Out in the hallway I stood dead center. As I remained in that one spot I took a quick visual assessment left and right of the many door-pairings I had not yet entered. I estimated that there must have been at least a dozen more of these warehouses, and the thought of wasting time in exploring all of them began to anger me, making me think perhaps I should have tried my luck searching for the elevator key. I resolved to abandon this level and proceed up the stairs to the next one. As I headed back to the staircase I checked the time: ten thirty PM. I had been away from her for nearly half an hour. What if she woke up and I wasn’t there? What if she also was unable to locate the elevator key? What if she tried to walk up the stairs on her own and fell? Maybe I should never have left her.
I reached the door for the stairs but instead if entering I did another cell phone check. As expected: no signal.
I entered the stairwell and listened for the sounds of other bodies present (such as maybe Catherine struggling on the stairs below me). I heard nothing.
I climbed to the next level marked “SB-2.”
Again, I found a dark hallway that became suddenly lit by a motion sensor. Again, it was wide enough for two cars to travel. Again, it had a tangle of pipes and vents overhead. Again, many pairs of doors stood where a garage door was mated with a people door. The first set of doors I went to was labeled “Pharmacy.” I entered and found it stocked with non-perishable medical supplies. And again no phone anywhere. I held back my anger and stormed out.
After exiting that warehouse I returned to the staircase without bothering to explore the other storerooms, checking the Blackberry as I went.
I proceeded up to “SB-1.”
There I found unoccupied living quarters of military sensibilities: five barracks for twenty soldiers each, and several dozen private quarters for officers. None of the rooms had windows. Each room had phone jacks, but no phones. My frustration increased. I next found a completely unused mess hall, and then a medical clinic. The clinic caught my attention: surely there would be a means of communication in there.
I entered it and found a waiting room with no magazines, and a receptionist’s desk with nothing on it. Behind the receptionists desk sat a computer station with no computer and no phones. A door adjacent to the receptionist’s desk led into a large filing room whose open shelves sat utterly empty of any files. Beyond that I found many closets and store rooms, over a dozen examination rooms, several multi-bed hospital wards, and three operating rooms. But nothing that resembled a phone or a radio.
I exited the clinic and contemplated whether to explore this level any further. But I just shook my head and again returned to the staircase. Before exiting into the door for the stairwell, I did another Blackberry check: still nothing.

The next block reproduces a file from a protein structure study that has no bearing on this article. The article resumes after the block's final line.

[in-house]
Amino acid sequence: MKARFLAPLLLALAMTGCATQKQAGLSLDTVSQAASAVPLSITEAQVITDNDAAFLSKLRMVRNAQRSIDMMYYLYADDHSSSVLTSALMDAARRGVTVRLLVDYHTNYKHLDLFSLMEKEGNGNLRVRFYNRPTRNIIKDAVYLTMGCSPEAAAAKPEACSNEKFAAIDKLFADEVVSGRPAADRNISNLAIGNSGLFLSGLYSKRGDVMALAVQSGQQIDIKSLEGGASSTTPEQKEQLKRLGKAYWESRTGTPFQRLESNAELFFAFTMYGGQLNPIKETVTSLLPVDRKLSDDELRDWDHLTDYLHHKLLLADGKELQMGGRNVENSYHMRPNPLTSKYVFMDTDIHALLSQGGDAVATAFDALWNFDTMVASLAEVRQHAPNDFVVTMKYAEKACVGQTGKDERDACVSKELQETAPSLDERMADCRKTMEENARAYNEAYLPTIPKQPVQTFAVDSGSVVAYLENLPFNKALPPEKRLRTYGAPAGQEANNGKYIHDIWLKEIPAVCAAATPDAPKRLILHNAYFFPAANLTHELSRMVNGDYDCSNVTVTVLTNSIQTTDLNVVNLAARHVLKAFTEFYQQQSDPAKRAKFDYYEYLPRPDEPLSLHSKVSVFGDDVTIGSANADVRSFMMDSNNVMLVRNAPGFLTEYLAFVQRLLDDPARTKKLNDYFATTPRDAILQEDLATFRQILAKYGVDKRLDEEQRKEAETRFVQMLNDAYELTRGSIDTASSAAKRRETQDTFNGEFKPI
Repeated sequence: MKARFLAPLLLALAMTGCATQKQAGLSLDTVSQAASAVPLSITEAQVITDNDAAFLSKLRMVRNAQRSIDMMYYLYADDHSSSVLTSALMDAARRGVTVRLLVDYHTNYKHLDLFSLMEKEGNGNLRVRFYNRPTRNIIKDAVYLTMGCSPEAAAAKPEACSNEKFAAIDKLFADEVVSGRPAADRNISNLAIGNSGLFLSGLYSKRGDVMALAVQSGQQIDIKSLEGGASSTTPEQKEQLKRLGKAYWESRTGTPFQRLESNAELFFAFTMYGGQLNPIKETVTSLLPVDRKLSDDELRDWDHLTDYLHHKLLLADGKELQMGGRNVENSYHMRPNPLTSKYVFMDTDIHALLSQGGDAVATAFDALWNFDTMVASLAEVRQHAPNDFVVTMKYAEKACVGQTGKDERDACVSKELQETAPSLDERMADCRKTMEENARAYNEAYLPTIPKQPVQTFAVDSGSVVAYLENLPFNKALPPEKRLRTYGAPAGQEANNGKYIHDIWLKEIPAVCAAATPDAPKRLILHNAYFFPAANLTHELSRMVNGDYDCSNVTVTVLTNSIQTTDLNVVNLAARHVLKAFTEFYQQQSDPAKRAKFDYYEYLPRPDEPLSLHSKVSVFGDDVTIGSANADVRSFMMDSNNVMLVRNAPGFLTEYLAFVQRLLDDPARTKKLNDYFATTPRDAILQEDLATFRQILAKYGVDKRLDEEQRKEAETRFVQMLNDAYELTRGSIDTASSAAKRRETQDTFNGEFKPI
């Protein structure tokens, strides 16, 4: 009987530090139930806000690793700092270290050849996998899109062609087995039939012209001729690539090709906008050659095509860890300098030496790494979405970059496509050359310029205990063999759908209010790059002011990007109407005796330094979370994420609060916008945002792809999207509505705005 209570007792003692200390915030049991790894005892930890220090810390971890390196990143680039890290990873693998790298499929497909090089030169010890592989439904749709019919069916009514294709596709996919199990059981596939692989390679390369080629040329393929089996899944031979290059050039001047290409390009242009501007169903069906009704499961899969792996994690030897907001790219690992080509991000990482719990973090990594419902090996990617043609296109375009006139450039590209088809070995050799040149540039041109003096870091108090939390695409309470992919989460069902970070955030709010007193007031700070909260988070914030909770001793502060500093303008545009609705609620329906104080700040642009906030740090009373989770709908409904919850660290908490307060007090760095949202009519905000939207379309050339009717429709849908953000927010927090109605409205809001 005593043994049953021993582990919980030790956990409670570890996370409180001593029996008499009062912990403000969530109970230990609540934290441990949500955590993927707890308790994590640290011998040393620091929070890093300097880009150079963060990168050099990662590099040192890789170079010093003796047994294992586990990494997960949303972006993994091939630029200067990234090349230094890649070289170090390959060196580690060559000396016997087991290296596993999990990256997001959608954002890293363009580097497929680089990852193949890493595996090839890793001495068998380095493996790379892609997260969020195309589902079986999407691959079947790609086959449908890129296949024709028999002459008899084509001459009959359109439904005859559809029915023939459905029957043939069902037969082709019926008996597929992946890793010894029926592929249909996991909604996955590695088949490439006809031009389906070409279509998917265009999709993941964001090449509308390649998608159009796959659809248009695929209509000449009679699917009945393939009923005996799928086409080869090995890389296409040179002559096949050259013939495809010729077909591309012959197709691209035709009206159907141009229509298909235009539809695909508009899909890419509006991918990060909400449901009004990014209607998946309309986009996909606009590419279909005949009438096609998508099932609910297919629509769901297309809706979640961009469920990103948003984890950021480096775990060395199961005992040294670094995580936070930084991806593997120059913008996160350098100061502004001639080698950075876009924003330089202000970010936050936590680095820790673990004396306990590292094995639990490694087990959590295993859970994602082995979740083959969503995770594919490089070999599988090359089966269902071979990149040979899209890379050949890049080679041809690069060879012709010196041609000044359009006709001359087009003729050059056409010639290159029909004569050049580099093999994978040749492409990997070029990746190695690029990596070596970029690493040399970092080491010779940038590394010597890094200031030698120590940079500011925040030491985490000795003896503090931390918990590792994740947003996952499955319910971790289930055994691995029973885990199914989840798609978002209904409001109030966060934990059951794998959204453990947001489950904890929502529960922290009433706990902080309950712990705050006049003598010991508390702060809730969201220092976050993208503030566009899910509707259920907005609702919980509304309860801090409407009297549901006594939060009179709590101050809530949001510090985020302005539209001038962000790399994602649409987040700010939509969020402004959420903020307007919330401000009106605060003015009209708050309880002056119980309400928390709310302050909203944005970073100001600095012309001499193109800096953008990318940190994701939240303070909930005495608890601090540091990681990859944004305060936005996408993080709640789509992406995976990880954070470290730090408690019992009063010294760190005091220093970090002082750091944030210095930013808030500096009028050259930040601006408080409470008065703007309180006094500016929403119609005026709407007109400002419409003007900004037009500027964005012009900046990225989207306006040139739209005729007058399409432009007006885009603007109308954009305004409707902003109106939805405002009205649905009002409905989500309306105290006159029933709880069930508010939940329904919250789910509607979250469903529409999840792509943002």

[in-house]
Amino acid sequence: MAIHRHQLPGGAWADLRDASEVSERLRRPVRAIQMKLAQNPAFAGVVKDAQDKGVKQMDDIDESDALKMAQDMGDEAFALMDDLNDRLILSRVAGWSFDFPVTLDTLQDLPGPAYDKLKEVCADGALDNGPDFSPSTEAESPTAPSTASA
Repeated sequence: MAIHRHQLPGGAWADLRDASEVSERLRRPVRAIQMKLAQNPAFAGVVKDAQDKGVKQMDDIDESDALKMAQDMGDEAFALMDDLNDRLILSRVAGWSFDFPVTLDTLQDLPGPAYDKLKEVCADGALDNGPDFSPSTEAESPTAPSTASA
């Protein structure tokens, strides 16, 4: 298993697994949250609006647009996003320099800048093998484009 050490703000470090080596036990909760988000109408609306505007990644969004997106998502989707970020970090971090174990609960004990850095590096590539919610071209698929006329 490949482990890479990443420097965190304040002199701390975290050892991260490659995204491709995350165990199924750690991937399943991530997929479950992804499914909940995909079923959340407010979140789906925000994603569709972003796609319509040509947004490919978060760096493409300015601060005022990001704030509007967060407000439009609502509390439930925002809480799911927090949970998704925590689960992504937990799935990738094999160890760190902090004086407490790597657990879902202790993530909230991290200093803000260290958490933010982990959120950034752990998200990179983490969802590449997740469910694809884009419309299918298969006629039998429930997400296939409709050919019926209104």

I proceeded up another level and arrived at the landing that was marked “LB.” I started to walk toward this door, but then paused and took the time to glance upward where I saw three more flights above me before the stairwell came to its termination. I turned back to the “LB” door, and that was when it suddenly hit me: “LB” stood for “Loading Bay.”
I took hold of the “LB” doorknob, but it wouldn’t turn: it was locked.
“Oh, God no.”
I tried banging and shouting. But there was no reply. I recalled what the elevator doors had looked like when Mystery Lady and I (Catherine and I) first stepped out of the limo. And I recalled the position of the sole fire door adjacent to the elevators --that door I had seen after exiting the limo was this door! I knew it without a doubt!
Was that limo driver still waiting out there all this time? I wondered. Would he hear me if I banged loud enough?
I began banging with everything I had. Then I stopped to listen. Again, no answer.
I took out the Blackberry, but it still proved lifeless.
I recalled the key ring, so I fished into my pockets, pulling them out with a jangle. I examined them all. I immediately eliminated the Mercedes key and concentrated on the rest. One at a time I tried them each in the keyhole. But one at a time they all failed to fit. Except for one—it was red, and it actually fit all the way into the keyhole, but it still wasn’t the correct key for this particular lock, so it simply didn’t turn.
I contemplated going back down to the bottom level and returning to the plumber’s shop beneath the catwalk. In that shop lay several excellent drills and saws capable of cutting through this doorknob. I tabled that idea for now and decided to keep ascending.
I re-pocketed the keys and continued up the stairs where I found two more blind and doorless landings. And then at last I reached the very top. The stairs terminated at a landing with a low concrete ceiling. I took another useless peak at the still-dormant Blackberry.
One wall of this landing had an air vent covered over by a metal grating. I briefly entertained the idea of popping off the grating and crawling through the air vent. But I instead turned my attentions toward the unmarked fire door opposite the vent. I turned the knob, but it was locked. Then I brandished Catherine’s keys and went straight for the red one. It likewise fit this keyhole. After I pushed it all the way in, I turned the key and felt the tiny locking pins effortlessly give way. The doorknob rotated and the door creaked open. I pushed through to yet more pitch blackness.
-------------------End of Chapter 9-d--------------------